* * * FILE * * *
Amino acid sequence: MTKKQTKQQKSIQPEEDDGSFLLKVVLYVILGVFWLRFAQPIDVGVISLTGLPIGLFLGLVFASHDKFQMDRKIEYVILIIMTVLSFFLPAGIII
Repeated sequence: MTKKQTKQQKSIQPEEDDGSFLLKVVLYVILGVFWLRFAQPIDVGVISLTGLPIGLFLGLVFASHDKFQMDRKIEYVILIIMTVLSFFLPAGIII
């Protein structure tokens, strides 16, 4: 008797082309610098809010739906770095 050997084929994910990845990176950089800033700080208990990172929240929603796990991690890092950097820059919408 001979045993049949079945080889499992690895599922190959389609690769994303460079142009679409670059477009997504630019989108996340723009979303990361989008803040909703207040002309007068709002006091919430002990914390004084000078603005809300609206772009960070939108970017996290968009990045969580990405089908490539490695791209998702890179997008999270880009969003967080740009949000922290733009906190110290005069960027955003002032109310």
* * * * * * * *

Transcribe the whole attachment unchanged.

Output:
Amino acid sequence: MTKKQTKQQKSIQPEEDDGSFLLKVVLYVILGVFWLRFAQPIDVGVISLTGLPIGLFLGLVFASHDKFQMDRKIEYVILIIMTVLSFFLPAGIII
Repeated sequence: MTKKQTKQQKSIQPEEDDGSFLLKVVLYVILGVFWLRFAQPIDVGVISLTGLPIGLFLGLVFASHDKFQMDRKIEYVILIIMTVLSFFLPAGIII
């Protein structure tokens, strides 16, 4: 008797082309610098809010739906770095 050997084929994910990845990176950089800033700080208990990172929240929603796990991690890092950097820059919408 001979045993049949079945080889499992690895599922190959389609690769994303460079142009679409670059477009997504630019989108996340723009979303990361989008803040909703207040002309007068709002006091919430002990914390004084000078603005809300609206772009960070939108970017996290968009990045969580990405089908490539490695791209998702890179997008999270880009969003967080740009949000922290733009906190110290005069960027955003002032109310």